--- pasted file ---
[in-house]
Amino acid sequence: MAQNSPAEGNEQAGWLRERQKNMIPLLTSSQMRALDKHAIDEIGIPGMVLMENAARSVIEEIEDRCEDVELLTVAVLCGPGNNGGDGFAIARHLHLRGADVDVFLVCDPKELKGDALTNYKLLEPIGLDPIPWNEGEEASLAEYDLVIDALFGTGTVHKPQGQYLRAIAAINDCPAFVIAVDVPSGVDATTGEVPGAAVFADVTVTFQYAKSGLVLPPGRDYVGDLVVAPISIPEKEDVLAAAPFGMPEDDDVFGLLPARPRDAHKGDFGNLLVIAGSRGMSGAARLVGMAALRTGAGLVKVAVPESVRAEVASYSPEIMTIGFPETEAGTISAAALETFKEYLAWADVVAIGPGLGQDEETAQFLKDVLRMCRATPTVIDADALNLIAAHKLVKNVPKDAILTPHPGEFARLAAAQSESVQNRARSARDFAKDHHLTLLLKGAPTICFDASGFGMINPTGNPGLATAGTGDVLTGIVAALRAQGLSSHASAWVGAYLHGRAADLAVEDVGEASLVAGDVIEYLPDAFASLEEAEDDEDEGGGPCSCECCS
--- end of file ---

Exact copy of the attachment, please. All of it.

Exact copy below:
[in-house]
Amino acid sequence: MAQNSPAEGNEQAGWLRERQKNMIPLLTSSQMRALDKHAIDEIGIPGMVLMENAARSVIEEIEDRCEDVELLTVAVLCGPGNNGGDGFAIARHLHLRGADVDVFLVCDPKELKGDALTNYKLLEPIGLDPIPWNEGEEASLAEYDLVIDALFGTGTVHKPQGQYLRAIAAINDCPAFVIAVDVPSGVDATTGEVPGAAVFADVTVTFQYAKSGLVLPPGRDYVGDLVVAPISIPEKEDVLAAAPFGMPEDDDVFGLLPARPRDAHKGDFGNLLVIAGSRGMSGAARLVGMAALRTGAGLVKVAVPESVRAEVASYSPEIMTIGFPETEAGTISAAALETFKEYLAWADVVAIGPGLGQDEETAQFLKDVLRMCRATPTVIDADALNLIAAHKLVKNVPKDAILTPHPGEFARLAAAQSESVQNRARSARDFAKDHHLTLLLKGAPTICFDASGFGMINPTGNPGLATAGTGDVLTGIVAALRAQGLSSHASAWVGAYLHGRAADLAVEDVGEASLVAGDVIEYLPDAFASLEEAEDDEDEGGGPCSCECCS